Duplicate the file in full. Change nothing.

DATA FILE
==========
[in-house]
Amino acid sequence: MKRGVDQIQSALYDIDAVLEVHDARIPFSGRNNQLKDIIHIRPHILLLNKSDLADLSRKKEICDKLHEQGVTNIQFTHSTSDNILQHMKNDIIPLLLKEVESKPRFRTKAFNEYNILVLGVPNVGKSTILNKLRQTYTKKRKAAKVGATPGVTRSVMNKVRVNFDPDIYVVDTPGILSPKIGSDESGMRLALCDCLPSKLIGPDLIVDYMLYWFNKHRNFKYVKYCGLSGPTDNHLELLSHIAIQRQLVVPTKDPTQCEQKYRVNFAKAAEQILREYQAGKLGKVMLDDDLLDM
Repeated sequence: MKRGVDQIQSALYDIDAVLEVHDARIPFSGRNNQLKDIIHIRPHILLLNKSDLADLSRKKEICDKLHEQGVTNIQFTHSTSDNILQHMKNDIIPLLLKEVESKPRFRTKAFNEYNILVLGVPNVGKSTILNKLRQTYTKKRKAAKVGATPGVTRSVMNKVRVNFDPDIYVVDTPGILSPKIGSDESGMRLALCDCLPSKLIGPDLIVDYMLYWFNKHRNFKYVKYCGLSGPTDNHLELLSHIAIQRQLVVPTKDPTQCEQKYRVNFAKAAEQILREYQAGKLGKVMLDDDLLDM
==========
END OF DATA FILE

[in-house]
Amino acid sequence: MKRGVDQIQSALYDIDAVLEVHDARIPFSGRNNQLKDIIHIRPHILLLNKSDLADLSRKKEICDKLHEQGVTNIQFTHSTSDNILQHMKNDIIPLLLKEVESKPRFRTKAFNEYNILVLGVPNVGKSTILNKLRQTYTKKRKAAKVGATPGVTRSVMNKVRVNFDPDIYVVDTPGILSPKIGSDESGMRLALCDCLPSKLIGPDLIVDYMLYWFNKHRNFKYVKYCGLSGPTDNHLELLSHIAIQRQLVVPTKDPTQCEQKYRVNFAKAAEQILREYQAGKLGKVMLDDDLLDM
Repeated sequence: MKRGVDQIQSALYDIDAVLEVHDARIPFSGRNNQLKDIIHIRPHILLLNKSDLADLSRKKEICDKLHEQGVTNIQFTHSTSDNILQHMKNDIIPLLLKEVESKPRFRTKAFNEYNILVLGVPNVGKSTILNKLRQTYTKKRKAAKVGATPGVTRSVMNKVRVNFDPDIYVVDTPGILSPKIGSDESGMRLALCDCLPSKLIGPDLIVDYMLYWFNKHRNFKYVKYCGLSGPTDNHLELLSHIAIQRQLVVPTKDPTQCEQKYRVNFAKAAEQILREYQAGKLGKVMLDDDLLDM